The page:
More intriguing is the separate concurrence by Justice Alito. He says that, “like Justice Thomas,” he is “not convinced” that the statement is testimonial. (Well, if he were entirely like Justice Thomas in this respect, he would be convinced that it was not testimonial.) He expresses sympathy with the dissent’s “displeasure” with the result in this case, but “suggests that the real problem concerns the scope of the confrontation right”; he says it is “not at all clear” that Ms. Avie’s statement is the equivalent of a statement by a witness. Although he is less than definite, Justice Alito sure sounds as if he does not believe this statement is testimonial. But what is notable here is that Justice Alito, like all the justices except for Justice Thomas, joined the majority in Hammon. I suspected from the start that the decision in Davis v. Washington (which included Hammon) was a compromise, from Chief Justice Roberts’s first term, when the Court seemed to be trying hard to achieve consensus (and when Justice Alito was very junior). Justice Alito’s opinion in Giles lends weight to that supposition; it seems likely that he did not like the result in Hammon but went along because other justices who might have been disposed to treat the 911 call in Davis as testimonial were willing to give up that result as part of the overall resolution.
My colleague Chris Whitman, a far more experienced and knowledgeable observer of the Court than I, has raised another issue. She asks whether, given their views, Justices Thomas and Alito should have voted to affirm. I have asked her to write up her thoughts, and she has graciously agreed. Here they are:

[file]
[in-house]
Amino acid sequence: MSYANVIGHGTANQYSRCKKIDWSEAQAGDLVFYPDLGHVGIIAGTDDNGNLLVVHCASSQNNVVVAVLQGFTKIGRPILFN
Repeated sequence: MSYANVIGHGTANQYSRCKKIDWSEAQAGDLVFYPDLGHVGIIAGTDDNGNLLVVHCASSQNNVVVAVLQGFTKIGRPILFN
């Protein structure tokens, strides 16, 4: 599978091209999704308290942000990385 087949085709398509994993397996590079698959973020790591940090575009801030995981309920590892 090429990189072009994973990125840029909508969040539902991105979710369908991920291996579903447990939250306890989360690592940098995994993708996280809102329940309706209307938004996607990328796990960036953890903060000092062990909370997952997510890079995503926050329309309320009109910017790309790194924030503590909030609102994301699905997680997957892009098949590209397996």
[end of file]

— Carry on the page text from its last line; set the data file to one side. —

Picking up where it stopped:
Why are Justices Alito and Thomas concurring rather than dissenting? They see no constitutional infirmity in the decision below:I’m not sure she’s right, but I would be glad to know of any readers’ thoughts – in comments either posted here or sent by e-mail to firstname.lastname@example.org.
If the statements admitted are not testimonial, as they believe, there is no reason not to affirm the decision.
Alito and Thomas say that the question of whether the statements were testimonial was not the subject of the cert grant. Yet Justices Brennan and Marshall in capital cases repeatedly voted on the basis of their general death penalty views even where cert was granted on a more narrow issue, and Souter (with others) does the same thing in Eleventh Amendment cases. Perhaps the answer is that Alito and Thomas have decided to accept the majority approach to whether a statement is testimonial as a matter of stare decisis, but their opinions in Giles address the issue and certainly sound as if they are not conceding the point.
Under the circumstances of Giles, the result is not so troubling. Here, a criminal
defendant gets a remand even though a majority of the Justices see no constitutional flaw in his conviction. But could there be a case in which the facts are reversed? What if five Justices see a flaw in the trial below, but two of them vote to affirm the conviction on the grounds that the issue critical to them was not the subject of the cert grant? Would we leave a prisoner in jail although five Justices have expressed the view in his case that there was constitutional error below?